‘Bade Miyan Chote Miyan’ movie review: Akshay and Tiger jest and joust in this loud and clear mass entertainer

Writer-director Ali Abbas Zafar’s attempt to give the soul of Bollywood tropes an AI finish appeals in parts

April 11, 2024 03:51 pm | Updated 04:51 pm IST

A still from ‘Bade Miyan Chote Miyan’ 

A still from ‘Bade Miyan Chote Miyan’ 

In a rare Eid week without a Salman Khan-starrer, director Ali Abbas Zafar keeps alive the inclusive spirit of Bollywood with a high-speed action vehicle that runs on easy chemistry between its two drivers — style and substance.

Made for the masses, the film carries a jolly heart and some purpose in the swagger beneath the armour of special effects. It follows the time-tested friend-turned-foe formula of Bollywood that was forcefully reinvented by Siddharth Anand in Pathaan and takes it forward in the realm of Artificial Intelligence. In times of deep fakes, Zafar digs into the receding human factor in technology.

An old hat Firoz aka Freddy (Akshay Kumar) and a rakish Rakesh alias Rocky (Tiger Shroff) are the trusted soldiers of Commander Azad (Ronit Roy). Their insubordination have forced them out of the uniform but when a dushman-dost Kabir (Prithviraj Sukumaran) returns from the dead to take revenge, they join hands to take on the challenge of clones.

Of course, Bade Miyan Chote Miyan is larger than life. Of course, it gives a feeling that someone used an AI app to develop an interesting idea. It is a road we have taken many times before – but the way it pans out, it is fun in the first half and engaging in the second. Equating the perfection of robots with the fidayins populating all faiths, it sends out a stinging message to those who want to rule with brainwashed foot soldiers. Underlining the Indian tradition of putting conscience ahead of talent, the film brings some respite from the propaganda fare. Expanding the India-Pakistan jousting on screen, Zafar, for a change, brings China into the picture and relates how self-interests, personal ego, and grudge turn men into monsters. He makes easy mythological allusions to Eklavya and Karna to give the audience something to chew on between the relentless punches.

Bade Miyan Chote Miyan (Hindi)
Director: Ali Abbas Zafar
Cast: Akshay Kumar, Tiger Shroff, Prithviraj Sukumaran, Manushi Chhillar, Alaya F, Sonakshi Sinha, Ronit Roy
Run-time: 158 minutes
Storyline: Two soldiers, played by Akshay Kumar and Tiger Shroff, rejoin the fray against a masked antagonist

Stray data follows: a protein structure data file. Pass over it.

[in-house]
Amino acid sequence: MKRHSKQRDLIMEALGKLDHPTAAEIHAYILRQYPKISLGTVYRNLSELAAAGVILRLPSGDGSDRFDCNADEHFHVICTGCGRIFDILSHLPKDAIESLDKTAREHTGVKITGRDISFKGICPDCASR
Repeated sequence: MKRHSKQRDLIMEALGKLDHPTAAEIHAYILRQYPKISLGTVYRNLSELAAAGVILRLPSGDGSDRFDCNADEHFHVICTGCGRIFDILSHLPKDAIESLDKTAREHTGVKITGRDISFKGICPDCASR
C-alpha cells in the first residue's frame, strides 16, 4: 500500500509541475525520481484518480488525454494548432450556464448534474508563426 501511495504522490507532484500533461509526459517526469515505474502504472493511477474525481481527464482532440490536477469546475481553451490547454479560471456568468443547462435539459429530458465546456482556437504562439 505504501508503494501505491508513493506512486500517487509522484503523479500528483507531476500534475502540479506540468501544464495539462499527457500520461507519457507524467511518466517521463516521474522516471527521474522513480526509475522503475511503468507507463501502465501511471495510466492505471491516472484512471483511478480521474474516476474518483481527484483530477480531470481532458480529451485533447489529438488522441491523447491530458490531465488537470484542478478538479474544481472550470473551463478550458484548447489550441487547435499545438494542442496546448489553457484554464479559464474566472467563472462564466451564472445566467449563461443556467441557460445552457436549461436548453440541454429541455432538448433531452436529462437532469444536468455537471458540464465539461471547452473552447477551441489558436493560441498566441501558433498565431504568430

Set to the throbbing background score by Julius Paickam, BMCM begins like a collection of action set pieces to flaunt what vfx company DNEG could achieve in the desi space. The digital bonding of the foreground and background is not always smooth but the narrative soon finds the irreverent tone of the original starring Amitabh Bachchan and Govinda. Early in the film, a hilarious throwback scene pays tribute to the comic timing of the two with the great Satish Kaushik and joins the chord between 1998 and the present.

While Akshay plays the OG with his time-tested straight-faced humour, Tiger Shroff gets to flex his acting muscle and laugh at himself. Laced with some meme-worthy inside jokes, the references to nepotism in terrorism and the comment on actors’ lowbrow image work well. In the battle between biceps and brains, Manushi Chhillar and Alaya F lend some sensual energy and goofy banter as the writers don’t treat them as just good-looking props. However, Sonakshi Sinha, in an extended cameo, doesn’t have much to add.

The problem is that every emotion, like the action choreography, is spelled out in capital letters and Zafar takes a bit too long to arrive at the point. But before you feel that it is just yet another heavy dose of adrenaline, Zafar brings a twist to the tale forcing you to log in again.

After living the emaciated Goat Life, Prithviraj Sukumaran turns up as a puffed-up, masked antagonist devouring the digital scenery with style. The dialogue delivery demands a little more work on intonation but his expression of the anguish of a scientist whose hard work is rejected because of its possible misuse hits the right notes.

Targeted at the galleries, the film follows what Azad says in the film: intent is more important than talent. One advice for Akshay, though. It is high time he starts growing a real moustache for fictitious roles. It distracts!

Bade Miyan Chote Miyan is currently running in theatres

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